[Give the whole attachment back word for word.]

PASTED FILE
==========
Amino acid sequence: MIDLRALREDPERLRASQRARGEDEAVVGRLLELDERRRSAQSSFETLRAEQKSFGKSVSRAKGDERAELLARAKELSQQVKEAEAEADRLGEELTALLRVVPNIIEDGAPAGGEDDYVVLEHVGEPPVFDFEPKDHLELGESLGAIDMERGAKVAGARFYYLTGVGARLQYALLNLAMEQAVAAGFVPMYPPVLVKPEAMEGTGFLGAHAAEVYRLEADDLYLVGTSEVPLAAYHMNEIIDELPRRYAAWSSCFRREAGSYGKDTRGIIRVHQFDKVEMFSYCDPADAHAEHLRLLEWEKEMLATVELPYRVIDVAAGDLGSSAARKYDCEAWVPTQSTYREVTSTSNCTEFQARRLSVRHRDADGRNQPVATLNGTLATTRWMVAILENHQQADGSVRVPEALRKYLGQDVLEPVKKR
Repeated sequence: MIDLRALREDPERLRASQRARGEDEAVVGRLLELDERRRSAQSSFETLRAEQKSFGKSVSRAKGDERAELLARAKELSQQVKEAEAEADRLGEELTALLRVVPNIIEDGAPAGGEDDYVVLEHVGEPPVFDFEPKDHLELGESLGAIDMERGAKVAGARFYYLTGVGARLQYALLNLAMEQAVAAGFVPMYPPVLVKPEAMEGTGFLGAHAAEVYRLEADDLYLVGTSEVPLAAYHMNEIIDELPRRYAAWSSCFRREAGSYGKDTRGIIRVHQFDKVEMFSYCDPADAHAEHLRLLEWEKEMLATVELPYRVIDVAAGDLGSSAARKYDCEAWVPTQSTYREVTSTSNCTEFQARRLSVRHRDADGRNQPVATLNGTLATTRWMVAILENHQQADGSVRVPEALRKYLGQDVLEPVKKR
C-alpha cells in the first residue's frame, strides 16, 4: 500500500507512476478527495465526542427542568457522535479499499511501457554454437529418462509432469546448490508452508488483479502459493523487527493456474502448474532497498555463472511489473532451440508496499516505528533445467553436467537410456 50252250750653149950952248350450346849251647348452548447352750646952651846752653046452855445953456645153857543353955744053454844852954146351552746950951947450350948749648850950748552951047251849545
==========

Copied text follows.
Amino acid sequence: MIDLRALREDPERLRASQRARGEDEAVVGRLLELDERRRSAQSSFETLRAEQKSFGKSVSRAKGDERAELLARAKELSQQVKEAEAEADRLGEELTALLRVVPNIIEDGAPAGGEDDYVVLEHVGEPPVFDFEPKDHLELGESLGAIDMERGAKVAGARFYYLTGVGARLQYALLNLAMEQAVAAGFVPMYPPVLVKPEAMEGTGFLGAHAAEVYRLEADDLYLVGTSEVPLAAYHMNEIIDELPRRYAAWSSCFRREAGSYGKDTRGIIRVHQFDKVEMFSYCDPADAHAEHLRLLEWEKEMLATVELPYRVIDVAAGDLGSSAARKYDCEAWVPTQSTYREVTSTSNCTEFQARRLSVRHRDADGRNQPVATLNGTLATTRWMVAILENHQQADGSVRVPEALRKYLGQDVLEPVKKR
Repeated sequence: MIDLRALREDPERLRASQRARGEDEAVVGRLLELDERRRSAQSSFETLRAEQKSFGKSVSRAKGDERAELLARAKELSQQVKEAEAEADRLGEELTALLRVVPNIIEDGAPAGGEDDYVVLEHVGEPPVFDFEPKDHLELGESLGAIDMERGAKVAGARFYYLTGVGARLQYALLNLAMEQAVAAGFVPMYPPVLVKPEAMEGTGFLGAHAAEVYRLEADDLYLVGTSEVPLAAYHMNEIIDELPRRYAAWSSCFRREAGSYGKDTRGIIRVHQFDKVEMFSYCDPADAHAEHLRLLEWEKEMLATVELPYRVIDVAAGDLGSSAARKYDCEAWVPTQSTYREVTSTSNCTEFQARRLSVRHRDADGRNQPVATLNGTLATTRWMVAILENHQQADGSVRVPEALRKYLGQDVLEPVKKR
C-alpha cells in the first residue's frame, strides 16, 4: 500500500507512476478527495465526542427542568457522535479499499511501457554454437529418462509432469546448490508452508488483479502459493523487527493456474502448474532497498555463472511489473532451440508496499516505528533445467553436467537410456 50252250750653149950952248350450346849251647348452548447352750646952651846752653046452855445953456645153857543353955744053454844852954146351552746950951947450350948749648850950748552951047251849545